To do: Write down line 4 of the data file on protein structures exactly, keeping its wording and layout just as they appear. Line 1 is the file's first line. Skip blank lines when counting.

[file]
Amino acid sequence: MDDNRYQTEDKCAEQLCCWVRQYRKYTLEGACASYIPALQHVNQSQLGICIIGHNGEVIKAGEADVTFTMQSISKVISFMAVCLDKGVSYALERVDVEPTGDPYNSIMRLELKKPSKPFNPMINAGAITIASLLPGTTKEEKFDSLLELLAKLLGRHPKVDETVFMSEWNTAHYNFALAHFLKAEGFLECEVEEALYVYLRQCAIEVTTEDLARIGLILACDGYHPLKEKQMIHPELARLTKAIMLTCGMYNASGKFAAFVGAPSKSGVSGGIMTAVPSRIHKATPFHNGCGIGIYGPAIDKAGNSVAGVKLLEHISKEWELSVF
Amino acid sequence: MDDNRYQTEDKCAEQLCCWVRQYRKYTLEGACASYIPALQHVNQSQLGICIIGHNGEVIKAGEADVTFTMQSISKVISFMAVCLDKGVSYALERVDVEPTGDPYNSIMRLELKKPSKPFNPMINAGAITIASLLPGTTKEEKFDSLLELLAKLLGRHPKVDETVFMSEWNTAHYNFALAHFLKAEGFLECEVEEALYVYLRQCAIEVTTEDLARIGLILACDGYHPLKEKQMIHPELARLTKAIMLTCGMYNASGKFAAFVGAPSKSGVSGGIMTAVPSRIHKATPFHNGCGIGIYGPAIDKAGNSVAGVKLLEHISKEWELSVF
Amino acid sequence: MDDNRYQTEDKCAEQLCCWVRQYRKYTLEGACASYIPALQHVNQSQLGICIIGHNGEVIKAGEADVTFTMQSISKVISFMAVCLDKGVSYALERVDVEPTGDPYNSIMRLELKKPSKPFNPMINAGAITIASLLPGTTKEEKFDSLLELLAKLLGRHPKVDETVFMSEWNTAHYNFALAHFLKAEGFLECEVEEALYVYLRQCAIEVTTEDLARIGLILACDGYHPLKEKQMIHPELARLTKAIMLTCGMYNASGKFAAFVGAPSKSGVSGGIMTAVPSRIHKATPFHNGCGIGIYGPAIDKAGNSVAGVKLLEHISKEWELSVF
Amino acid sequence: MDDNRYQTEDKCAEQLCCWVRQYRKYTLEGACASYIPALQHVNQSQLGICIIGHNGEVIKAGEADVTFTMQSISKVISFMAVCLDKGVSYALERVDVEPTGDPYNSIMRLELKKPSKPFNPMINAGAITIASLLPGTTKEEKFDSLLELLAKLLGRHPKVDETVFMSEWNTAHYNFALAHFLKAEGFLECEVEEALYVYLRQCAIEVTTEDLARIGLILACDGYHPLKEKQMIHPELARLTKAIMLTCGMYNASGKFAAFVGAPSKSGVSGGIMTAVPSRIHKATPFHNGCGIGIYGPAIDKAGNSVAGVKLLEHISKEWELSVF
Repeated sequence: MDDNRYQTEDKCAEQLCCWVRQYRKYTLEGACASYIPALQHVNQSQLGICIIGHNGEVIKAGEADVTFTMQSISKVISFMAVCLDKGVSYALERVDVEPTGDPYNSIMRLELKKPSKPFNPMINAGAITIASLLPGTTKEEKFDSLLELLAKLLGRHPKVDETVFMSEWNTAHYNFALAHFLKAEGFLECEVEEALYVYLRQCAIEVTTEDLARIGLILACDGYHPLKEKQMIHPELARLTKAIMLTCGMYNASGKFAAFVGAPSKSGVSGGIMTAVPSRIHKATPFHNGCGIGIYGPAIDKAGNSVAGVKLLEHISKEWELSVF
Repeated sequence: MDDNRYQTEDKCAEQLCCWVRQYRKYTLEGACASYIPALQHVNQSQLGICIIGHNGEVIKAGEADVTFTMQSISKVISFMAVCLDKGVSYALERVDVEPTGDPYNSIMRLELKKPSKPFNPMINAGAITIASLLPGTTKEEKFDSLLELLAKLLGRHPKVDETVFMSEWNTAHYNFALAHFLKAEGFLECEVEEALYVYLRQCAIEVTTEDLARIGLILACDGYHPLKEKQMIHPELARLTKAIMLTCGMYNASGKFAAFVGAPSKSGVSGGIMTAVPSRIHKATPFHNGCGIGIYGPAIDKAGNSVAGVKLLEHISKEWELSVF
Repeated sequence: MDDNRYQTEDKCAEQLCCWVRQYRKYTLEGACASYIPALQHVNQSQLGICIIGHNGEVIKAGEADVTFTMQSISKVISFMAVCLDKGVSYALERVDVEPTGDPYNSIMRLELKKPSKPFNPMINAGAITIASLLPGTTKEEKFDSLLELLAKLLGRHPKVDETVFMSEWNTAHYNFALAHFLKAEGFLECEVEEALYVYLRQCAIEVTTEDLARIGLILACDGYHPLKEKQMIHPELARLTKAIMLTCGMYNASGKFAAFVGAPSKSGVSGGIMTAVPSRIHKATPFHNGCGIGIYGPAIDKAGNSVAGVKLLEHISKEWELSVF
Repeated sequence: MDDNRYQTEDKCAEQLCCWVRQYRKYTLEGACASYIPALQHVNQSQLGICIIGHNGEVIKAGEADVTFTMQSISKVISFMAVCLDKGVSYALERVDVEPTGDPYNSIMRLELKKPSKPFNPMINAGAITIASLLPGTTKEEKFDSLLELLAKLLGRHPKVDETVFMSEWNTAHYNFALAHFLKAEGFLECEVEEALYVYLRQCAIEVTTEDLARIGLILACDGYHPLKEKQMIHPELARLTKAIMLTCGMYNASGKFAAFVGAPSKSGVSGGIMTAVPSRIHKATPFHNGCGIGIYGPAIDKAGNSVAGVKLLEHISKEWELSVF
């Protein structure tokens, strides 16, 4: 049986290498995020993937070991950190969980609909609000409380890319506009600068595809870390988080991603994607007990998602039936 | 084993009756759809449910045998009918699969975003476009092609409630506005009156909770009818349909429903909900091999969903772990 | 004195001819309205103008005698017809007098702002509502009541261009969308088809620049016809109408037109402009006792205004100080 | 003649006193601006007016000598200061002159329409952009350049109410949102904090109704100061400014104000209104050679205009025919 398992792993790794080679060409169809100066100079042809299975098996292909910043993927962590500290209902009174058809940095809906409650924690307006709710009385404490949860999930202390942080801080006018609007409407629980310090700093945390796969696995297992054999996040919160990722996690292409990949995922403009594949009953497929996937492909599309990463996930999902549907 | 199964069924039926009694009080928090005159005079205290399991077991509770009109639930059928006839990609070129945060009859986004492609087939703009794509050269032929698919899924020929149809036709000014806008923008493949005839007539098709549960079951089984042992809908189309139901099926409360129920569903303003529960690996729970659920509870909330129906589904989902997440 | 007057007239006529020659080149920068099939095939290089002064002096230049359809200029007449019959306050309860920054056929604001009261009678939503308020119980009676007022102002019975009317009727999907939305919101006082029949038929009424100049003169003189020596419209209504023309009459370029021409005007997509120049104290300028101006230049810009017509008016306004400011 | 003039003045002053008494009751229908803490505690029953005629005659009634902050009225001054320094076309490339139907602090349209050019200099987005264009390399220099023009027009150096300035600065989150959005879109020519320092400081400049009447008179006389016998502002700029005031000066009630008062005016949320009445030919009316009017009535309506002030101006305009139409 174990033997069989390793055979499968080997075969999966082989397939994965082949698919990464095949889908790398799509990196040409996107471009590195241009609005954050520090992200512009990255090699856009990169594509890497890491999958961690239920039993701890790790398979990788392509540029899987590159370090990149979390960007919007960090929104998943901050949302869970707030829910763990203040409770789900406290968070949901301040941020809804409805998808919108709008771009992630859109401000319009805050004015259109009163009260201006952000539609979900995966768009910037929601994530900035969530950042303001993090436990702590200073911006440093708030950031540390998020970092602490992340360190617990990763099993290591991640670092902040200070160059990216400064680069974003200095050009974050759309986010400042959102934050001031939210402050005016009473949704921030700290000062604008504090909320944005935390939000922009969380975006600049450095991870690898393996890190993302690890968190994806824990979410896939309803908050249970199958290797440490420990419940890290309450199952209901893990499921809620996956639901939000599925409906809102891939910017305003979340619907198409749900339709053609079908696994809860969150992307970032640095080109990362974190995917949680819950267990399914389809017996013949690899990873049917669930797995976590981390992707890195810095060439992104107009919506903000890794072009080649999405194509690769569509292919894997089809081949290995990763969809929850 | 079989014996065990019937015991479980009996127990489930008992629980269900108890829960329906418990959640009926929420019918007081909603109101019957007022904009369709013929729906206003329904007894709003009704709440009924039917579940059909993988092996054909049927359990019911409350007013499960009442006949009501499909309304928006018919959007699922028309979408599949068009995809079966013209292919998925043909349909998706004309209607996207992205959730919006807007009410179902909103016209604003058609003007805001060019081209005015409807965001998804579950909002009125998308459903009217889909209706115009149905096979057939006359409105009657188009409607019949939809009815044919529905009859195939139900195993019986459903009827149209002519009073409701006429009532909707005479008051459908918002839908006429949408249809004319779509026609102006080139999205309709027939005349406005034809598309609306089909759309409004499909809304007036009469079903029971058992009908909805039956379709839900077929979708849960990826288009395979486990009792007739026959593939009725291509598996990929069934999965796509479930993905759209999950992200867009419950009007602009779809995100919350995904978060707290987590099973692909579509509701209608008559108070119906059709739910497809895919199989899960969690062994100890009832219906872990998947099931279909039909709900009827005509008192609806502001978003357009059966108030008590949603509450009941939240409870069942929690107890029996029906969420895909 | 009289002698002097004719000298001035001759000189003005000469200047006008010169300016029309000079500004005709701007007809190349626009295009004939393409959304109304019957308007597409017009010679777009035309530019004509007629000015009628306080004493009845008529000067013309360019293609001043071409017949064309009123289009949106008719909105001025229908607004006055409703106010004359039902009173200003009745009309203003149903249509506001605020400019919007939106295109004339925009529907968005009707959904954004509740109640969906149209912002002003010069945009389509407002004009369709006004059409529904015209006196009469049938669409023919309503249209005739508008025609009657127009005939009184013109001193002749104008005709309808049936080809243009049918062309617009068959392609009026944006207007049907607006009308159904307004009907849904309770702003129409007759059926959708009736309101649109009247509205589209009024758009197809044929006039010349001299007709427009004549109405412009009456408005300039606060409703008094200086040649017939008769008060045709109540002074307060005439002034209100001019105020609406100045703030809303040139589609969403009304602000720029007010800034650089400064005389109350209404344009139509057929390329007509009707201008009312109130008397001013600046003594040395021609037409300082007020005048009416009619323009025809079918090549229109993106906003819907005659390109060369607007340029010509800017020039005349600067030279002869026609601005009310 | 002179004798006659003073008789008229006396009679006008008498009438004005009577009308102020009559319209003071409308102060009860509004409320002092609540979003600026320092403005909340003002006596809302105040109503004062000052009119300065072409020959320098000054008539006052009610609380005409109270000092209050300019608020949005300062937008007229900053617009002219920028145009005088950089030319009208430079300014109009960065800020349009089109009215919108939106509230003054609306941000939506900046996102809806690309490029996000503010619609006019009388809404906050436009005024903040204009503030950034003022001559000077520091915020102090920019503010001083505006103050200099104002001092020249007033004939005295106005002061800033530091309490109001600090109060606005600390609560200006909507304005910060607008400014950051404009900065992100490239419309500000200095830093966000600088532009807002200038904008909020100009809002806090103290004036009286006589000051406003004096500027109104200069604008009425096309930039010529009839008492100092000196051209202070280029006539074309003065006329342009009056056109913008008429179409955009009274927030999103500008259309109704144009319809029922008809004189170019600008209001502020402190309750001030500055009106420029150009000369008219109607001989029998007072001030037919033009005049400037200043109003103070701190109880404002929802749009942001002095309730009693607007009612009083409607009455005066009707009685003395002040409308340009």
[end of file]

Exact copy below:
Amino acid sequence: MDDNRYQTEDKCAEQLCCWVRQYRKYTLEGACASYIPALQHVNQSQLGICIIGHNGEVIKAGEADVTFTMQSISKVISFMAVCLDKGVSYALERVDVEPTGDPYNSIMRLELKKPSKPFNPMINAGAITIASLLPGTTKEEKFDSLLELLAKLLGRHPKVDETVFMSEWNTAHYNFALAHFLKAEGFLECEVEEALYVYLRQCAIEVTTEDLARIGLILACDGYHPLKEKQMIHPELARLTKAIMLTCGMYNASGKFAAFVGAPSKSGVSGGIMTAVPSRIHKATPFHNGCGIGIYGPAIDKAGNSVAGVKLLEHISKEWELSVF